Passing the Smell Test

Well in the “hell as frozen over” category comes a bulletin I received Friday from the National Fenestration Rating Council (NFRC) announcing that organization’s intention to submit certain NFRC rating procedures to become recognized as ANSI Standards. The release invites interested parties to join a standing committee designated as the ANSI Standards Committee to oversee the review process.

Now this, in my humble opinion, is going to be very, very interesting. The ANSI process is designed to ensure fairness and openness in the development of standards. In fact, many organizations in the glass industry create committees under ANSI’s essential requirements and those committees develop standards, procedures, etc. Throughout the entire process, procedures are in place to ensure this same openness and fairness is preserved at every turn.

That’s not how NFRC is doing it, though. NFRC is taking a number of ratings procedures it has already developed and is now going to submit them to ANSI. It’s establishing this Standards Committee to oversee these activities as well as any others its board of directors may request.

“In order to make these procedures ANSI standards there must be public comment,” said the NFRC’s Robin Merrifield when I spoke with her earlier today. “This committee will handle those comments.”

I asked Robin if the Component Modeling Approach procedures and documents would be included in this process. “No,” she said, “only to the extent those documents being reviewed impact the CMA.” For the record, the procedures being reviewed are NFRC 100: Procedure for Determining Fenestration Product U-factors; NFRC 200: Procedure for Determining Fenestration product Solar Heat Gain Coefficient and Visible Transmittance at Normal Incidence, and NFRC 400: Procedure for Determining Fenestration Product Air Leakage.

So what does this mean? Well, if you felt that the committees that created these documents were perhaps unbalanced in their type of representation … perhaps with testing laboratories and such … you will have a chance to mention that perceived lack of balance during the ANSI comment period. Or, say hypothetically, if you were at a meeting where you saw a number of negative votes virtually ignored, you may be able to address that during this process as well.

Will it make any difference? That remains to be seen. Many in the glass industry have felt railroaded by the NFRC processes in the past. It would be really interesting to see if the CMA, as it currently exists, or the new residential portion being created for that matter, could or ever would pass an ANSI smell test.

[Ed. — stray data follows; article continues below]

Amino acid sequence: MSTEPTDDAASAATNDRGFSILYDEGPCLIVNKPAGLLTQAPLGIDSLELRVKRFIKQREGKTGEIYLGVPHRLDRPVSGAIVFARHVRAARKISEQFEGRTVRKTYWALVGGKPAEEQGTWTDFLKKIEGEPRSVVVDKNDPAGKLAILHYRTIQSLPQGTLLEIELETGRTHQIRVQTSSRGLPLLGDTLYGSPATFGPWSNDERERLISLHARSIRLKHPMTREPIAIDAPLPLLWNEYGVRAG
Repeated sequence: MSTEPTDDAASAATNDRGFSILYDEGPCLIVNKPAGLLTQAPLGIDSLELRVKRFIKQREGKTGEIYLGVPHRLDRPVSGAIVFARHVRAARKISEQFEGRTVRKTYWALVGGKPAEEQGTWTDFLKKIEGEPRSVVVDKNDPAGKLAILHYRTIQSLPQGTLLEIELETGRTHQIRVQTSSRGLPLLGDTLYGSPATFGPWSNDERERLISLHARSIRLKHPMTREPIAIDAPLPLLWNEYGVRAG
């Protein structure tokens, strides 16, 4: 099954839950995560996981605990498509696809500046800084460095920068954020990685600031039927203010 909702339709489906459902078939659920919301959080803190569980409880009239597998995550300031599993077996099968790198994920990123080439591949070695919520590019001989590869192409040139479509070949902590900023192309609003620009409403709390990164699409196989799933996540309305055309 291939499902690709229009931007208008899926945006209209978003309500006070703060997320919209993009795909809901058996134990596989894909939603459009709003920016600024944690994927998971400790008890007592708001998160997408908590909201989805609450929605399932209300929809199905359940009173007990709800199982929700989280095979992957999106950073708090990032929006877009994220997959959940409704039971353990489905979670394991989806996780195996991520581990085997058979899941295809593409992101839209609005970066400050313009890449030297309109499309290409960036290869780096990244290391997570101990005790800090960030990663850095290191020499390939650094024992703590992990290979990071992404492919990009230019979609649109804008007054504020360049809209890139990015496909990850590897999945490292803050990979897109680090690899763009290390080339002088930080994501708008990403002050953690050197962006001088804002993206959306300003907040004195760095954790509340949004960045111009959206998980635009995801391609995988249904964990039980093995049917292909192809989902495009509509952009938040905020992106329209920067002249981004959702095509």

Saying the C Word

The C Word, in this case, is cute. I don’t do cute too often because it’s … well … cute. But even I could not resist this picture that I saw on Facebook this weekend. It was on the wall of Virginia Lee, the former executive director of the Texas Glass Association, and it was just too cute to pass up. See what you think of these pupcakes:

 Speaking of Texas

We are gearing up, along with all of TGA and its leadership and staff for a great Glass Texpo 2012, to be held April 12-13, 2012, in the beautiful ciudad of San Antonio, Texas. Hope you can join us.

Have a good week,
Deb

P.S.: I was very sad to learn from today’s usgnn.com daily e- news service of the passing of Tommy Huskey of Gardner Glass Products yesterday.  Tommy was a true innovator and an adept manager skilled at reinventing his company for growth under all sets of conditions. My prayers are with his families–work and home.

2 Responses to “Passing the Smell Test”

  1. sausage says:

    Deb
    Why did you immediately take the low road and attack this?

  2. Deb Levy says:

    Dear Sausage:

    First, I don’t think I took the low road; I took the real road. I have followed the NFRC and been at enough meetings to see how the glass industry is treated there. In my opinion, there has been little or no attempt to resolve issues of importance or take our industry’s opinions into account. I always thought that following the ANSI process would do that.
    But following the ANSI process from the onset means having balance in committee participants and it means resolving every negative vote against a particular item. It does not mean creating what you want and how you want it and then picking and choosing which of your work products you are going to now put through an “ANSI Oversight” Committee. As I said it my post, to me, it just doesn’t pass the smell test.

Leave a Response

X
This site uses cookies which allow us to give you the best browsing experience possible. Cookies are files stored in your browser and are used by most websites to help personalize your web experience. By continuing to use our website, you are agreeing to our use of cookies. To find out more, please see our Privacy Policy.